Venue: NIDA Parade Theatres (Kensington NSW), Sep 11 – 21, 2013
Playwright: Stephen Helper
Director: Stephen Helper
Actors: Scott Irwin
Theatre review (of preview performance, Sep 11)
One does not go to the theatre expecting the earth to move or a spiritual experience to take place, but a hope always exists in approaching the unknown darkness of a pre-show stage, that just maybe, tonight is going to be special. If once upon a time, you had seen an artist’s work that had overcome you and instilled a life long love for the arts, an unconscious yearning exists for that moment to recur. A Sign Of The Times is not perfect, but it is a play that can shake you to your core.
Like all great works of art, Stephen Helper’s script is about life. It is also about depression, and the obstacles we face that are so challenging that they stop us in our tracks and seem to be completely insurmountable. At these moments of stagnation, the mind goes into overdrive, and this is where the play starts. It features a lone character, performed by Scott Irwin , who delves into every cerebral space with themes like love, literature, poetry, mathematics, science, history, and a whole lot of philosophy. Irwin is perfectly cast as a man overflowing with palpable sadness. This is not a quality that he acts out explicitly but something that seems to manifest in his very being. Irwin’s performance is thoughtful and mature, and we benefit from him taking time with all his lines, many of which are dense and intellectual. He plays the character with tremendous, authentic and heavy emotion, but always careful to pay reverence to Helper’s words.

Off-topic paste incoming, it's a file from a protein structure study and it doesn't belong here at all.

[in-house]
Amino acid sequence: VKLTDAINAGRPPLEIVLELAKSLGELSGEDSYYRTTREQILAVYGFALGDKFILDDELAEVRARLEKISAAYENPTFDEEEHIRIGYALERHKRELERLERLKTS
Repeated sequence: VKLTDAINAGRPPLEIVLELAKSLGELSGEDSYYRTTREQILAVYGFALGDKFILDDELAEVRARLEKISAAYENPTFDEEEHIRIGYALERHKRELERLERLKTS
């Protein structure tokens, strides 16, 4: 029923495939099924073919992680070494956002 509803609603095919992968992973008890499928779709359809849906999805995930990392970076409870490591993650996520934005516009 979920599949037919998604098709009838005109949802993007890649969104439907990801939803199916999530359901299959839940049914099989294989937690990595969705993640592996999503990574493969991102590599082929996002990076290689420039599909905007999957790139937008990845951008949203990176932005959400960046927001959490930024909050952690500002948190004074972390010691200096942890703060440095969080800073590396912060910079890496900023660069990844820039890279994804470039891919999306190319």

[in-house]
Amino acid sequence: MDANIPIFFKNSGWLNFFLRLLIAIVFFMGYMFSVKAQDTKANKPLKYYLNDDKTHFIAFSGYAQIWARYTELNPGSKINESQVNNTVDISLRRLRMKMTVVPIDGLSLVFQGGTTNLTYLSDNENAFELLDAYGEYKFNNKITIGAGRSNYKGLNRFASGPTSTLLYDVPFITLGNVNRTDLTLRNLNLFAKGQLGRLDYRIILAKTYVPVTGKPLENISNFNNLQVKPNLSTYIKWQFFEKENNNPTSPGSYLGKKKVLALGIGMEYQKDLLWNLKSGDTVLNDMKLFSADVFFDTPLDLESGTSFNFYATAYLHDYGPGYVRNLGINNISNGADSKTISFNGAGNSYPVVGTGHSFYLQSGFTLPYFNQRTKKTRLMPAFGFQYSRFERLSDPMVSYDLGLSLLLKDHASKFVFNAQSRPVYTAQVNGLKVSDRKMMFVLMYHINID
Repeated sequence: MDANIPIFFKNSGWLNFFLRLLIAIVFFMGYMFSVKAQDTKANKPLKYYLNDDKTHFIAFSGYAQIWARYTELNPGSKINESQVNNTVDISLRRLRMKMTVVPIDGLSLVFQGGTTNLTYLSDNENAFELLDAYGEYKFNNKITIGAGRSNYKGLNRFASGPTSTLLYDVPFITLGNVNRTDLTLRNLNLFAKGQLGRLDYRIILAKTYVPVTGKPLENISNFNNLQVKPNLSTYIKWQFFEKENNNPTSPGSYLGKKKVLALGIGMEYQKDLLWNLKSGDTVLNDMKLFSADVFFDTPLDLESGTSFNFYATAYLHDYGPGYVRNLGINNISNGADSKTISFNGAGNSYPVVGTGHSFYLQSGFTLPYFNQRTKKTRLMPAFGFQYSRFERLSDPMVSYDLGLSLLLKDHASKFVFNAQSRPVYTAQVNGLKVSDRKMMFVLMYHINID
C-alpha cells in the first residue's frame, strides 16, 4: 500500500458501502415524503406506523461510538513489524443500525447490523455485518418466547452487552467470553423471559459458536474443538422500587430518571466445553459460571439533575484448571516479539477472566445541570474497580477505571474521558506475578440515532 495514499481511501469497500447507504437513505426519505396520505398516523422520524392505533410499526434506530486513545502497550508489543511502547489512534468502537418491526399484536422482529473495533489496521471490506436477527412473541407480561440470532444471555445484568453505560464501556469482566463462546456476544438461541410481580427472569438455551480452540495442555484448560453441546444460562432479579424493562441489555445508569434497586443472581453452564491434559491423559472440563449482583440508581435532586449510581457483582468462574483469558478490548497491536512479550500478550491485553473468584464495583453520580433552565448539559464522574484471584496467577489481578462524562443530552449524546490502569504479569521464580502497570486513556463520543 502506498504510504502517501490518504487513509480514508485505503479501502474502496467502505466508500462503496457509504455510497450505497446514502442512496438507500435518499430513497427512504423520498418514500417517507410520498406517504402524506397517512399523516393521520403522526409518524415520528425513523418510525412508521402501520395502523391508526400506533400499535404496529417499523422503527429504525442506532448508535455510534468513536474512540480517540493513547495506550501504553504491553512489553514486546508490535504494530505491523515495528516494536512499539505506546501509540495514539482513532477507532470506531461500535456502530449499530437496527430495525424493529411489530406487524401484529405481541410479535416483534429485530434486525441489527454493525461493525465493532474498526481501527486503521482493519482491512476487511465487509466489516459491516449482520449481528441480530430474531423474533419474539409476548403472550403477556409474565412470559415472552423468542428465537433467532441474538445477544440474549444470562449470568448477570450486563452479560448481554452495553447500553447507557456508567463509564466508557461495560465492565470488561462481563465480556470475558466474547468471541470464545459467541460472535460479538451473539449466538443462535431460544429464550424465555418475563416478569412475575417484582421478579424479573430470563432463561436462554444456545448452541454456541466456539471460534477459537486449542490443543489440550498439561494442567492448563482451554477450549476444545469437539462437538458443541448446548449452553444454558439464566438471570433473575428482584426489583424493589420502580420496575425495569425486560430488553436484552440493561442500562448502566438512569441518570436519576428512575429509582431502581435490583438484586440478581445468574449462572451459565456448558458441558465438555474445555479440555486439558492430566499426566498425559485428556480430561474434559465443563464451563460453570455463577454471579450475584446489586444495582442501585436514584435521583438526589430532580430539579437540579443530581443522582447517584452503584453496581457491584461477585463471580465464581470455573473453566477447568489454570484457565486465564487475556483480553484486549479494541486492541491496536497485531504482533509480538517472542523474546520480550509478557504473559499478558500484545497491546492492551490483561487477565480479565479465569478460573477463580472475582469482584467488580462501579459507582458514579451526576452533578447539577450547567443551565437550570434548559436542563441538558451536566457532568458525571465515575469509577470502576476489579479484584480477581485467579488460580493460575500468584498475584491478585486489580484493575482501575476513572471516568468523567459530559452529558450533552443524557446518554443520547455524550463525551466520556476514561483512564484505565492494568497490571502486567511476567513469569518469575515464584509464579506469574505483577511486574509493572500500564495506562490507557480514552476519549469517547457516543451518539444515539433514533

Helper’s direction is adventurous and dynamic. In contrast to the stasis of life in the play, Helper is effective at varying stage action to prevent anything from turning too severe or dull. Lighting and sound together, play an important part of the story, and both are very accomplished indeed. Moments of silence are also introduced with powerful effect, and it is in those moments that the character is at his most vulnerable and the theatre feels most intimate.
A Sign Of The Times isn’t always an easy ride, but the journey into excavating the fundamental truths of life cannot be. There is a depth in Helper and Irwin’s work that is rare and incredibly moving. We understand that devastation and salvation make for good drama, but it is the way they portray these experiences, with dignity, bravery and truth, that has created something that shines bright, and eternal, like a diamond.